To do so, the project has first embarked on scientific research on how to optimise the cultivation of native plants. CREA DC “Consiglio per la ricerca in agricoltura e l’analisi dell’economia agraria” (ESPAS partner) on the Italian side, and the Banque Nationale de Gènes de Tunisie, in Tunisia, are working on the production of seven scientific protocols on indigenous plant species. Partners are collecting the plants, identifying the most suitable species and studying how to grow them in a more endurable way. For example, one report focuses on sustainable cultivation techniques, such as in vitro, to grow these plants at low environmental impact. Such species require very little in terms of water and fertilizers, but if their cultivation is optimized with innovative, environmentally-friendly methods, they could be further exploited from the economic perspective.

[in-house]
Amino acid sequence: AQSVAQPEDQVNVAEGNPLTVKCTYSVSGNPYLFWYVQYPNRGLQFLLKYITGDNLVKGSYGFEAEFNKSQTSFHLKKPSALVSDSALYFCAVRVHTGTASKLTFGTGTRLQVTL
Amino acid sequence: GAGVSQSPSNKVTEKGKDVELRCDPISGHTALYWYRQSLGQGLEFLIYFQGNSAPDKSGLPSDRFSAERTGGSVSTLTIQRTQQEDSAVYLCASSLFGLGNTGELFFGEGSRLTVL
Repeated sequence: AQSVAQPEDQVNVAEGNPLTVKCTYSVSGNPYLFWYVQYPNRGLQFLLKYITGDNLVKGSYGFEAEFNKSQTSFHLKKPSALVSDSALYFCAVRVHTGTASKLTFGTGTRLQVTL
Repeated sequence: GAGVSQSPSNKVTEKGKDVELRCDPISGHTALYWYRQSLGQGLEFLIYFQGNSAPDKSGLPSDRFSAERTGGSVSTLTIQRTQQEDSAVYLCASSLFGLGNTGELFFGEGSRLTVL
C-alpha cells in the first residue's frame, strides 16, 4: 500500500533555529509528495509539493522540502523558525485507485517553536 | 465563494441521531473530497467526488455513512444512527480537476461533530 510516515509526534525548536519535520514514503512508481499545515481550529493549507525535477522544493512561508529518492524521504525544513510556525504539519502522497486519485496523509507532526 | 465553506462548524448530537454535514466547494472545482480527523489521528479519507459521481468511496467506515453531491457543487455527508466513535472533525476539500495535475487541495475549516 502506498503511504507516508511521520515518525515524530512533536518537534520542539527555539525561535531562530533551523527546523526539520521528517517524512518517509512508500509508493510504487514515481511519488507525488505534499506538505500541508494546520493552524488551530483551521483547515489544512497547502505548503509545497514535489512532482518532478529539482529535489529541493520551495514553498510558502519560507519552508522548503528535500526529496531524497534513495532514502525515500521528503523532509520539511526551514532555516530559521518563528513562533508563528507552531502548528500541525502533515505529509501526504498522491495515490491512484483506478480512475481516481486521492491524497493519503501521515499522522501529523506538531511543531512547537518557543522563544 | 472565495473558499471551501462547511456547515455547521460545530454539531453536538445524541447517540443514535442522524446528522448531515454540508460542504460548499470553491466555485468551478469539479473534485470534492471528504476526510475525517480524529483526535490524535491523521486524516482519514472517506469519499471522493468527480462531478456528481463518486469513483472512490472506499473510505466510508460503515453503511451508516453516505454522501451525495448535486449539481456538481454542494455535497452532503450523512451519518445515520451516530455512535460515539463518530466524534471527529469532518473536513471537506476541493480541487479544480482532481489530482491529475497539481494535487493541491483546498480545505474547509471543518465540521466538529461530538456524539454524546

And this is the second phase of the project, led by L’Institut National de Recherches en Génie Rural, Eaux et Forêts (INRGREF), Tunisia and Promimpresa, Italy: after conducting the research, the knowledge is being transferred through training and networking. The target isfarmers who already grow these plants but marginally – so that they can do so more effectively – and entrepreneurs, small businesses and start-ups willing to either start cultivating these multipurpose species or act as intermediaries, transformation businesses or distributors. “We are conducting a thorough market analysis – explains Anna – so that we can support farmers and entrepreneurs accessing the market and expanding into new areas. If you think of oregano only as a condiment to your salad, you may not want to invest there at all, but what if it could be transformed into essential oil? Or perfume? There are many different uses apart from the most obvious ones, and that is when the investment gets more interesting”.